4. Special Education - we have supported a special education needs assessment and training in Haiti for the past year and will be continuing our support of that project on this trip.

One of the things I am really excited about is the participation of two people who will serve as our videographers and social media leads for this trip. We are working with Haitian university students to use videos and social media as a way to support inter-cultural learning of Canadian and Haitian students.

We will be in Cap-Haitien (northern Haiti) from May 10-17. Regular posts will be made on this blog and you can also follow along in "real-time" on Twitter:

@drstevesider or @Laurier_haiti

Tuesday, April 7, 2015

Laurier Master of Education: Thoughts on our final Capstone class

Last night was the final night for our current cohort of students in the Capstone course of our Master of Education. The Capstone course is the culminating course in the M.Ed. and provides an opportunity for students to share evidence of how they have met the M.Ed. program goals. In our final two classes, the course participants have shared their journey of learning over the past three years.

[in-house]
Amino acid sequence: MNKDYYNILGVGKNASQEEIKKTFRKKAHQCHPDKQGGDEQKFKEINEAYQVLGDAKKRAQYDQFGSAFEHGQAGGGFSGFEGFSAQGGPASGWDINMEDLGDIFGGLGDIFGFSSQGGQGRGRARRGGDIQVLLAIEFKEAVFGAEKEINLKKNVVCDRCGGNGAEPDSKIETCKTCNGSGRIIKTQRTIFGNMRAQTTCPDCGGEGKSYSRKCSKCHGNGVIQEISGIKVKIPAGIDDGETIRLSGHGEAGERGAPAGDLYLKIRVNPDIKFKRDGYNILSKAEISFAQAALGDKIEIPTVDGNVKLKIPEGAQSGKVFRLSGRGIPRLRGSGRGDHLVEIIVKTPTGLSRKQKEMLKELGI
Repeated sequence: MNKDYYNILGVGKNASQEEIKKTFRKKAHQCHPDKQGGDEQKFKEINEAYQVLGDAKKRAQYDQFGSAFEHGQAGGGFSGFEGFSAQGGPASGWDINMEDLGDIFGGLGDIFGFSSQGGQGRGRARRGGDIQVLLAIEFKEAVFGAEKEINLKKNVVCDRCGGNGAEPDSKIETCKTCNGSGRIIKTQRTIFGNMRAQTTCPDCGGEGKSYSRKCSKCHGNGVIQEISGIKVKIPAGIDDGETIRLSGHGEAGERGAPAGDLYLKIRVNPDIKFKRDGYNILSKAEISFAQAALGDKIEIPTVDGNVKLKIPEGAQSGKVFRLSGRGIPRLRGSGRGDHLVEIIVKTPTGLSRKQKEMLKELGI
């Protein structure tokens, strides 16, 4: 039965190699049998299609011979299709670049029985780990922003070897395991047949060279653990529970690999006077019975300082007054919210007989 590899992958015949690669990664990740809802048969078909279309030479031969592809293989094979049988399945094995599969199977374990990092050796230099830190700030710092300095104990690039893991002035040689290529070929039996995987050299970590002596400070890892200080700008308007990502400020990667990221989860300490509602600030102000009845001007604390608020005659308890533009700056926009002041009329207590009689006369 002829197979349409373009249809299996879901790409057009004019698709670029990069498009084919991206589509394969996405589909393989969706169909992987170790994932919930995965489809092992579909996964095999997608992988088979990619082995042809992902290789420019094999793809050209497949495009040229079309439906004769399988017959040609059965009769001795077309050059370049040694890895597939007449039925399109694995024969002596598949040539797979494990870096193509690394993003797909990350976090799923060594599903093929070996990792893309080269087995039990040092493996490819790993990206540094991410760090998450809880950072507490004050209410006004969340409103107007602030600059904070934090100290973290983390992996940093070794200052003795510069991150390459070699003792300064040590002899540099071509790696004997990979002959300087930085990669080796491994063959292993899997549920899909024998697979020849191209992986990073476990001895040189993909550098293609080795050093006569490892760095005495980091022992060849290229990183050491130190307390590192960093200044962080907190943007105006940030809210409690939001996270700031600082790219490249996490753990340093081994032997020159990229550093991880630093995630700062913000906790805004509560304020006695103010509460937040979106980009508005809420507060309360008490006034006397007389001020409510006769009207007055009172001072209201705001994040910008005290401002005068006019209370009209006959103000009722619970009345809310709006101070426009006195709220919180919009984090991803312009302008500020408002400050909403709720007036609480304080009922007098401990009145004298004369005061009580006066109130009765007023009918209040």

I have sat in awe over the past two weeks as the participants have shared their artifacts and the stories that surround them. I am truly amazed by the reflection, courage, innovation, and deep learning that these participants have demonstrated.

Some participants chose to submit their portfolio of learning through a hard copy format while others chose digital means. The following links provide an opportunity to explore the learning that these M.Ed. participants have experienced:

Sean Jackson

Jenny Loebsack

Kimberley McMillan

Jessica Weber

The illiterate of the 21st century will not be those who cannot read and write, but those who cannot learn, unlearn, and relearn.

Alvin Toffler